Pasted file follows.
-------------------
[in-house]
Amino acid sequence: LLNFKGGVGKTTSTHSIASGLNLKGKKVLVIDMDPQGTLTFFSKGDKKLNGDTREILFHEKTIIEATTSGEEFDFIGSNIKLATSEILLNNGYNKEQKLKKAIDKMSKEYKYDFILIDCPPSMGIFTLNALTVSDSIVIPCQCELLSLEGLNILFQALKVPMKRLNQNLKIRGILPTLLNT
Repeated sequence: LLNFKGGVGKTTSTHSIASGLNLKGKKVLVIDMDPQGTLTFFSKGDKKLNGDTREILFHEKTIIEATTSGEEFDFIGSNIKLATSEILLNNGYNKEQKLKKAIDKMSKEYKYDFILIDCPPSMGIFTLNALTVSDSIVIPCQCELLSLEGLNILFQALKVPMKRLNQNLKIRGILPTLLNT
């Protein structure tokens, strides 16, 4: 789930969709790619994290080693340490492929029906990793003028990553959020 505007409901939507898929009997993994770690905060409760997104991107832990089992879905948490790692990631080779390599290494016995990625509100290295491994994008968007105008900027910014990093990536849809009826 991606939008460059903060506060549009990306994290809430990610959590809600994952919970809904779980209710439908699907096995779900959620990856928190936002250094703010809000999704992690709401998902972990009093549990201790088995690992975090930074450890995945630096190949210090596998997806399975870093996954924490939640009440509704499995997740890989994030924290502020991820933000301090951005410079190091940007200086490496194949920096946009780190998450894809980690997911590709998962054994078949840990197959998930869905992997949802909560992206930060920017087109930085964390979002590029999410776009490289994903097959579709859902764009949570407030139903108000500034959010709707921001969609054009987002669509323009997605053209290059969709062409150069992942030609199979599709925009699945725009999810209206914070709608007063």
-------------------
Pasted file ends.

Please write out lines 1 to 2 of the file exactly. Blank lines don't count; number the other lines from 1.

[in-house]
Amino acid sequence: LLNFKGGVGKTTSTHSIASGLNLKGKKVLVIDMDPQGTLTFFSKGDKKLNGDTREILFHEKTIIEATTSGEEFDFIGSNIKLATSEILLNNGYNKEQKLKKAIDKMSKEYKYDFILIDCPPSMGIFTLNALTVSDSIVIPCQCELLSLEGLNILFQALKVPMKRLNQNLKIRGILPTLLNT